This study investigated the effects of author expertise and content relevance on Norwegian secondary school students’ (n = 190) selection, processing, and use of multiple documents. Participants were presented with documents that pertained to more or less familiar topics, and received brief instructions that highlighted the importance of source credibility or content relevance, whereas those in a control group just received a general task instruction (to write a letter to the editor about their assigned topic). Results showed that content relevance had strong and nearly identical effects on students’ selection, processing, and use of documents independently of whether the topic was more or less familiar, whereas they valued author expertise to a greater extent when the topic was less familiar. Moreover, content relevance had a strong effect on students’ selection, processing, and use of documents independently of instructional condition, whereas brief instructions to focus on source credibility increased the value placed on author expertise when students selected, processed, and used documents for the less familiar topic. Theoretical and practical implications of the results are discussed.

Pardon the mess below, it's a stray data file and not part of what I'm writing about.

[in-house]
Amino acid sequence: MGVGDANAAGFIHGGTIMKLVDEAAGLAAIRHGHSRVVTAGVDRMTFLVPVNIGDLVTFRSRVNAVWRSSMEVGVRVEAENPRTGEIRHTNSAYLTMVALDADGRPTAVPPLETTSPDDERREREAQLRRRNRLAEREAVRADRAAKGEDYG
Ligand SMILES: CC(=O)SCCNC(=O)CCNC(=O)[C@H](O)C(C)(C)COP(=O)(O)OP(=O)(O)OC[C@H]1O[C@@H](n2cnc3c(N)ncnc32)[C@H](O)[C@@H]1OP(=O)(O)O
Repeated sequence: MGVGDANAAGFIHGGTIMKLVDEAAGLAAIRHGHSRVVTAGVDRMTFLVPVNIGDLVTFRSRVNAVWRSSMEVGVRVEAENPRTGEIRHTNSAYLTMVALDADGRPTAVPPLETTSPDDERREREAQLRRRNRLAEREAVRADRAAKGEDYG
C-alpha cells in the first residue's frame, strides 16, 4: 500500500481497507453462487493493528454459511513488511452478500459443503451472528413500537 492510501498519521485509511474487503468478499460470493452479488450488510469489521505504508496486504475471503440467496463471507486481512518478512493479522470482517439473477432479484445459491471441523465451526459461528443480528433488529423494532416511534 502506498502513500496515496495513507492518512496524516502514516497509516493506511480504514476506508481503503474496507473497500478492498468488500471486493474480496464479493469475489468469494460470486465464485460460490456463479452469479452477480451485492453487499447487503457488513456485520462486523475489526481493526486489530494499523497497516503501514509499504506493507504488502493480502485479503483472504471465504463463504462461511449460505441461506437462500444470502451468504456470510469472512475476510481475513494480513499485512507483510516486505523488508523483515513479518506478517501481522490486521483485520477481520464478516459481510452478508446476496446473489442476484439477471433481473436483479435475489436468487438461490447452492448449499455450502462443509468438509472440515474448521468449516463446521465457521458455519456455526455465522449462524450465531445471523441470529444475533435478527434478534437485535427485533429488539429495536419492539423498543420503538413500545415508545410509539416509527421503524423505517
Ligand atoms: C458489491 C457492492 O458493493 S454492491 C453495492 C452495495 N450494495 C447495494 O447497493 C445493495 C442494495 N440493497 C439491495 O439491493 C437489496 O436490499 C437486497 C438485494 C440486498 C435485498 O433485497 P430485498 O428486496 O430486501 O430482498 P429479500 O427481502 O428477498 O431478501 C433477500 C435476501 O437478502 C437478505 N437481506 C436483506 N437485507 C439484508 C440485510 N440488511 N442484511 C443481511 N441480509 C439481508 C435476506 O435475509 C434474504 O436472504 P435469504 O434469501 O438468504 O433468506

All Science Journal Classification (ASJC) codes
- Developmental and Educational Psychology